On 18 January 1999, Rwanda, Uganda, Angola, Namibia and Zimbabwe agree to a truce in Windhoek, Namibia, without inviting the DRC[65], so that the fighting goes on until 16 January 2001, when Laurent-Désiré Kabila is killed in the presidential palace by a plot hatched by the kadogo, the ‘child soldiers’, who are disappointed with the president’s treatment of them[66]. The presidency goes to his son Joseph, who succeeds in stopping the conflicts: Uganda and Rwanda withdraw their troops, and for Museveni it is the beginning of serious diplomatic trouble: on 23 June 1999, the DRC files a petition against Burundi, Uganda and Rwanda at the International Court of Justice registry “for armed aggression […] in flagrant violation of the United Nations Charter and the Charter of the Organisation for African Unity”; Kinshasa asks for damages: 11 billion dollars[67].

In 2001, the UN investigates the illegal trade in diamonds, cobalt, coltan, gold and other Congolese resources, and determines that Rwanda, Uganda and Zimbabwe bear undeniable responsibility and recommends the Security Council to impose sanctions[68]. On 19 December 2005, the International Court of Justice ruled that Uganda had violated the principle of ‘non-intervention’ in the DRC and had violated human rights laws through the brutalities committed by its army. It concludes that Uganda ‘bears international responsibility for violations of international human rights law and international humanitarian law […] its forces have committed acts of killing, torture and other forms of inhuman treatment of the civilian population, destroyed villages and civilian buildings, incited ethnic conflict and been involved in the training of child soldiers’. Uganda ‘bears international responsibility for acts of looting and exploitation committed by its troops, including its highest ranking officers’[69].

The Court ordered the parties to come to an agreement, which, however, never came, and the DRC was forced to go back to court in 2015 to press for a settlement. It was not until 9 February 2022 that a new verdict came in: Kampala must pay the DRC USD 330 million for the violations found[70]. The sentence comes at a time when relations between Uganda and the DRC are improving, so it is not enforced[71]. But for Musaveni, it is not only the war in Congo that has occupied him disastrously for years: during his term in office he will also have to deal with the rebel group Lord’s Resistance Army (LRA), led by Joseph Kony.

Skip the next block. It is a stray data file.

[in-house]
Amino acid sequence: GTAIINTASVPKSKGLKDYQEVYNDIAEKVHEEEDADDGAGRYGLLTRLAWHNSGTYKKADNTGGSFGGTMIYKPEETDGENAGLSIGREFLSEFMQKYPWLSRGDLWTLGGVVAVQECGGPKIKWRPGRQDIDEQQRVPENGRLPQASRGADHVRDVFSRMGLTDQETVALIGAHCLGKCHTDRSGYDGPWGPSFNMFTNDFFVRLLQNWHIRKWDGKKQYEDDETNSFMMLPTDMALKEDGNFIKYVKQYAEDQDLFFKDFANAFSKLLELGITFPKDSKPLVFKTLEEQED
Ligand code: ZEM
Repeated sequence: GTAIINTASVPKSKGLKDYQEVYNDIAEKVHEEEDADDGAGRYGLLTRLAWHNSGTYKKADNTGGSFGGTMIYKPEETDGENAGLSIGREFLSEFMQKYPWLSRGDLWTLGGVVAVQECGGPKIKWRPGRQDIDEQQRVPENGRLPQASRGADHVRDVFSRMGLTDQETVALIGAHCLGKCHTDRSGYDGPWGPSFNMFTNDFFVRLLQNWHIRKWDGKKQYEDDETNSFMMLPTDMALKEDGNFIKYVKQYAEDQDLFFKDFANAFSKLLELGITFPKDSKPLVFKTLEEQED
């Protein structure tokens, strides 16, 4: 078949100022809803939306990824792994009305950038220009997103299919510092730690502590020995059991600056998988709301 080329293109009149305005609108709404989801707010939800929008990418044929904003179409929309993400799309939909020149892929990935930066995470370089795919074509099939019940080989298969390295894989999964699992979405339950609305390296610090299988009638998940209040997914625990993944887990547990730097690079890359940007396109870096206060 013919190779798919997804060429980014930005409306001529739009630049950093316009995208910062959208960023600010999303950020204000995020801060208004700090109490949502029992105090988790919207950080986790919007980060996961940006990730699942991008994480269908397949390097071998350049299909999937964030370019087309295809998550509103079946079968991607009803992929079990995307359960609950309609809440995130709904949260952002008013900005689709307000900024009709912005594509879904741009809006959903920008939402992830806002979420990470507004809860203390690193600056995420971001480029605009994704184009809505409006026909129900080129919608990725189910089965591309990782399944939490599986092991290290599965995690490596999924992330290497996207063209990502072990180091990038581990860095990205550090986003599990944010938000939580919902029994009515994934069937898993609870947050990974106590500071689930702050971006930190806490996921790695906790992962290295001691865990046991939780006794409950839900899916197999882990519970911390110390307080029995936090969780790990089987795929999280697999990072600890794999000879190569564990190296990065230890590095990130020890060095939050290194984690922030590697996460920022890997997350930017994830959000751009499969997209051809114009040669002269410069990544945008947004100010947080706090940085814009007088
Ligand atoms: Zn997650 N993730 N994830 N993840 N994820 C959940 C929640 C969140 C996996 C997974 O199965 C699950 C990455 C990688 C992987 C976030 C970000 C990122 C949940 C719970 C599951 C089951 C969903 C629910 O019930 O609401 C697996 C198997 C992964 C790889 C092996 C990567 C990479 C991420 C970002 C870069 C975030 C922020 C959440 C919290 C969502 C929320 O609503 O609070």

LRA and government – an endless contest of atrocities

The Lord’s Resistance Army, in addition to its many cruelties, kidnapped 30,000 children for use as warriors in its army

LRA was born in 1988 in northern Uganda from the remnants of the Holy Spirit Movement army founded by Alice Auma Lakwena – a priestess who claimed to be a messenger of God, possessed by a spirit called Lakwena[72]. The rebel group has its roots in the conflict between the Acholi tribe of northern Uganda and the other tribes of southern Uganda, which began during the regime of Idi Amin Dada, although the fuse is in the colonial past[73]. The Acholi are despised by the British, their lack of cooperation alienates them from economic development, they are mostly used as labourers or conscripted into the colonial army. The hatred between the Acholi and the other tribes becomes unbridgeable and results in a fierce war[74].

In 1986, after Idi Amin (an Acholi) is overthrown and Museveni takes his place, the Acholi are forced to flee to the north. In response to the outrages suffered by the Acholi, Joseph Kony, a shaman, founded the LRA with the aim of overthrowing Museveni’s government. Initially it does not gather support due to brutal excesses and the absence of a political agenda. Kidnapping becomes the main means of recruitment: at least 67,000 young people, including 30,000 children, are captured for use as soldiers, sex partners and porters[75]. The LRA causes 1.6 million displaced persons, 90% of the population of the north, to be gathered in squalid camps where cholera, hunger, crime and violence prevail[76]. The government fights militarily and tries to mediate, but achieves nothing.

In 1994, Joseph Kony crossed the border to establish bases in Southern Sudan and the LRA intensified kidnappings, massacres and mutilations[77]. With Kony’s army united by fear of summary executions, there is a lack of political support for Kony’s aims. Nevertheless, the camps for displaced people are so inhuman that they further amplify the Acholis’ hatred for Museveni[78]. In March 2001, Museveni is re-elected with over 69% of the vote[79], but his victory appears inflated by numerous electoral frauds, assaults, violence and intimidation – even though international observers validate the election[80].

In 2002, the army in Kampala launched a massive military offensive against LRA bases in Southern Sudan, in agreement with the Sudanese National Islamic Front[81]. More death and destruction: in November 2003, Emergency Relief Coordinator Jan Egeland declares: ‘I cannot find anywhere else in the world that is experiencing an emergency on the scale of Uganda […]’[82]. In December 2003 Museveni denounced the LRA at the Hague Criminal Court for war crimes[83]. From 2004 onwards, the government army’s repressive circle advances and the LRA finally begins to lose its destructive power. On 8 July 2005, the International Criminal Court issues an arrest warrant against Joseph Kony for murder, enslavement, sexual enslavement, rape and other inhuman acts; he is also charged with 21 counts of war crimes: murder, cruel treatment of civilians, attack against the civilian population, pillage, rape and forced conscription of children[84].